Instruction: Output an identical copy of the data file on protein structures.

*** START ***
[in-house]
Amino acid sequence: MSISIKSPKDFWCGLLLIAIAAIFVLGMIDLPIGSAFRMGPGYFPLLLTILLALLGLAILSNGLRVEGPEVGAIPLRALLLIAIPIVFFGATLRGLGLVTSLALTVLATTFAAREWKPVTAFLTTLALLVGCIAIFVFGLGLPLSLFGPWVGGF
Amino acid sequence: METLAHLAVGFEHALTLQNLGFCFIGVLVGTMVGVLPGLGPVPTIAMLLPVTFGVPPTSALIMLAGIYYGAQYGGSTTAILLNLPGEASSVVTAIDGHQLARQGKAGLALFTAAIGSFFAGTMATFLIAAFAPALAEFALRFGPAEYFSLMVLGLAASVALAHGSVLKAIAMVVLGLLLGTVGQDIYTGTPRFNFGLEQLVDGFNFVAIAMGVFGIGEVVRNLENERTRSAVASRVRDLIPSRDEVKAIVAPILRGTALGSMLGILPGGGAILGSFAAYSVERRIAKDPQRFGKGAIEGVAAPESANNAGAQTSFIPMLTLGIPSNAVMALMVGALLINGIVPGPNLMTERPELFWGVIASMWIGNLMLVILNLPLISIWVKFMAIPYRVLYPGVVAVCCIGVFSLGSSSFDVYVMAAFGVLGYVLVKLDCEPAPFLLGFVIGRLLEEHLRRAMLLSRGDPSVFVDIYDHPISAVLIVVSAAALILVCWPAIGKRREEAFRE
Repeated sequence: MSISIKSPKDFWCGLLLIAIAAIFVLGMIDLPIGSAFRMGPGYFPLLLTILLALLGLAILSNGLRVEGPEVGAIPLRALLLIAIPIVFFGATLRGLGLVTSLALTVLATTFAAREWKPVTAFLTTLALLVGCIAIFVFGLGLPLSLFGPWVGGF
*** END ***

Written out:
[in-house]
Amino acid sequence: MSISIKSPKDFWCGLLLIAIAAIFVLGMIDLPIGSAFRMGPGYFPLLLTILLALLGLAILSNGLRVEGPEVGAIPLRALLLIAIPIVFFGATLRGLGLVTSLALTVLATTFAAREWKPVTAFLTTLALLVGCIAIFVFGLGLPLSLFGPWVGGF
Amino acid sequence: METLAHLAVGFEHALTLQNLGFCFIGVLVGTMVGVLPGLGPVPTIAMLLPVTFGVPPTSALIMLAGIYYGAQYGGSTTAILLNLPGEASSVVTAIDGHQLARQGKAGLALFTAAIGSFFAGTMATFLIAAFAPALAEFALRFGPAEYFSLMVLGLAASVALAHGSVLKAIAMVVLGLLLGTVGQDIYTGTPRFNFGLEQLVDGFNFVAIAMGVFGIGEVVRNLENERTRSAVASRVRDLIPSRDEVKAIVAPILRGTALGSMLGILPGGGAILGSFAAYSVERRIAKDPQRFGKGAIEGVAAPESANNAGAQTSFIPMLTLGIPSNAVMALMVGALLINGIVPGPNLMTERPELFWGVIASMWIGNLMLVILNLPLISIWVKFMAIPYRVLYPGVVAVCCIGVFSLGSSSFDVYVMAAFGVLGYVLVKLDCEPAPFLLGFVIGRLLEEHLRRAMLLSRGDPSVFVDIYDHPISAVLIVVSAAALILVCWPAIGKRREEAFRE
Repeated sequence: MSISIKSPKDFWCGLLLIAIAAIFVLGMIDLPIGSAFRMGPGYFPLLLTILLALLGLAILSNGLRVEGPEVGAIPLRALLLIAIPIVFFGATLRGLGLVTSLALTVLATTFAAREWKPVTAFLTTLALLVGCIAIFVFGLGLPLSLFGPWVGGF